CARES, The University of Auckland
Source: CARES, The University of Auckland

Paro is a fluffy robot that looks like a baby harp seal. Made in Japan, this pet-type robot responds to touch, position, light, and voice to move its flippers and tail, lift its head, blink its beautiful eyes, and make cute baby seal noises. It has been used as a companion for people with dementia, who can’t keep a real pet, and can be found in many elderly care facilities worldwide. While some observational studies have shown benefits, few randomised trials have been performed. Previous trials suggest that Paro can reduce agitation and depression in dementia patients (Jøranson et al., 2015), and a previous trial by my colleagues and I found that Paro reduced loneliness in rest-home residents (Robinson, et al., 2013).

In a new study, we showed that a companion robot may benefit people with dementia who are living in the community. In this randomized controlled trial, people with dementia interacting with the robot at daycare smiled more and talked more than those with dementia doing other daycare activities.

The new study was conducted in Auckland, New Zealand. It involved 30 dyads, consisting of a person with dementia living at home and a family member caring for them. They were randomized to either have a Paro with them at home and at 1-hour daycare sessions, or to not have a Paro at all. After six weeks, Paro was removed and outcomes were assessed at both 6 weeks and 12 weeks.

Participants interacting with Paro were observed to smile more and to talk more to staff during daycare sessions than participants in the control group. Depression scores decreased in both groups over the first 6 weeks but increased again after Paro was taken away in the Paro group. There were no differences in stress hormones or dementia symptoms between the groups.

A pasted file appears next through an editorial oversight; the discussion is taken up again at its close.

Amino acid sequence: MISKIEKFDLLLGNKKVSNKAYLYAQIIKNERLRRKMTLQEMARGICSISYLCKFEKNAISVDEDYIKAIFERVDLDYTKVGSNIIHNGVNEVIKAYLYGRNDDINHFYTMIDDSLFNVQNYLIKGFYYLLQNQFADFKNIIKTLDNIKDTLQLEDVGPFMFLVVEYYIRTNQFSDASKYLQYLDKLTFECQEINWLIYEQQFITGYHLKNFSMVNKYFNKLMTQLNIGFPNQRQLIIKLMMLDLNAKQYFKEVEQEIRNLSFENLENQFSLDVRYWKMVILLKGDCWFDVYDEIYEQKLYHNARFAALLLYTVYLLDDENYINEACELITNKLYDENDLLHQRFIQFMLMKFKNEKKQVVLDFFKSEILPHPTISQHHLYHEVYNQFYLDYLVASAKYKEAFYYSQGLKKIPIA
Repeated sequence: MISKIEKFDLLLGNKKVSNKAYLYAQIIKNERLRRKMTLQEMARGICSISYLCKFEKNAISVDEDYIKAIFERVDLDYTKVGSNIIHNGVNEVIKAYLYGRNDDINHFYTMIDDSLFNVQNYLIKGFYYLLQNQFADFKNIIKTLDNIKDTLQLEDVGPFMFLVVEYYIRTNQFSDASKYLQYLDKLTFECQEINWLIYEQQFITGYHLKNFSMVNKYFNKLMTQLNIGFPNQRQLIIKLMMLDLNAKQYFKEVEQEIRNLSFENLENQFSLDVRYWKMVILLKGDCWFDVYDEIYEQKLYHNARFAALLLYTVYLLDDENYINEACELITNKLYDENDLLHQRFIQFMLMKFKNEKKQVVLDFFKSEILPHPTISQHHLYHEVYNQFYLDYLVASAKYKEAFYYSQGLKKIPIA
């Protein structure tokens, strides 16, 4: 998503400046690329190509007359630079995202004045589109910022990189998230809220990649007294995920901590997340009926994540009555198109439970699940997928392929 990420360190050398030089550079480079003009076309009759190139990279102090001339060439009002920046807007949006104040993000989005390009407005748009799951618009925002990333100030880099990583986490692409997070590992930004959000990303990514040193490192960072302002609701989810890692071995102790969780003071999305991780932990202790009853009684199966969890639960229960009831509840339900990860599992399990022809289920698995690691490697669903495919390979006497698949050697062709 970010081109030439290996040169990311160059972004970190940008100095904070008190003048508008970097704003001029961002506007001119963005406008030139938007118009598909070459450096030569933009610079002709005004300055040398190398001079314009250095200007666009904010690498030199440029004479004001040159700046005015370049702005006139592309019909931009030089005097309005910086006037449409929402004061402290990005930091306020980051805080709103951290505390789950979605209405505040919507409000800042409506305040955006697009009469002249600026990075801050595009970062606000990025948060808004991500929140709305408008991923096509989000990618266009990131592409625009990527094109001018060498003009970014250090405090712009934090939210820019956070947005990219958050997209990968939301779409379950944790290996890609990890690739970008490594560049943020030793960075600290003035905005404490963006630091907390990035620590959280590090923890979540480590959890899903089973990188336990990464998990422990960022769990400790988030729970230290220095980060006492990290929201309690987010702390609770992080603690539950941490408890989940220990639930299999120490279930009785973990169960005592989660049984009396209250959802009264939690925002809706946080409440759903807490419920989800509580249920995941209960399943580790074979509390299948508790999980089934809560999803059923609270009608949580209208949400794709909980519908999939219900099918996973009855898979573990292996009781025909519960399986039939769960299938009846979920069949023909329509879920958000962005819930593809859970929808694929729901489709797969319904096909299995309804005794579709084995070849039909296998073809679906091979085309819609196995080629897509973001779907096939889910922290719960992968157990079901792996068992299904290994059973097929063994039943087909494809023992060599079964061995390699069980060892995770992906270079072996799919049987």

Most caregivers reported positive effects of having the robot at home, including reduced anxiety and enhanced mood in people with dementia. The robot gave some people a sense of purpose and something to love and cuddle. Many people with dementia sang and talked to Paro, and enjoyed showing Paro to family and visitors. Many caregivers felt the need to supervise interactions. Two people with dementia were not interested in Paro, and/or made negative comments. The response to Paro varied between individuals, and people who had better cognitive function responded better to Paro than those who were more impaired.

These new findings are important because dementia affects around 45 million people worldwide, a number that is expected to triple by 2050. Most people with dementia are cared for at home, which is both better for their quality of life and less costly for society than living in assisted facilities. It is important to find ways to help people manage the emotional and behavioral symptoms of dementia so they can delay or prevent a move to institutional care. Various kinds of robots are being developed to help people with dementia, but more trials are needed to assess whether or not the robots are helpful.  It is also important to find out who is most likely to benefit from these new technologies.

References

Jøranson, N., Pedersen. I., Rokstad, A., & Ihlebæk, C. (2015). Effects on symptoms of agitation and depression in persons with dementia participating in robot-assisted activity: A cluster-randomized controlled trial. Journal of the American Medical Directors Association, 16, 867- 873.

Liang A., Piroth, I., Robinson, H., MacDonald, B., Fisher, M., Nater, U.M., …Broadbent, E. (2017). A pilot randomised trial of a companion robot for people with dementia living in the community. Journal of the American Medical Directors Association. http://dx.doi.org/10.1016/j.jamda.2017.05.019

Robinson, H., MacDonald, B.A., Kerse, N., & Broadbent, E. (2013). The psychosocial effects of a companion robot: A randomized controlled trial. Journal of the American Medical Directors Association, 14, 661-7. http://dx.doi.org/10.1016/j.jamda.2013.02.007

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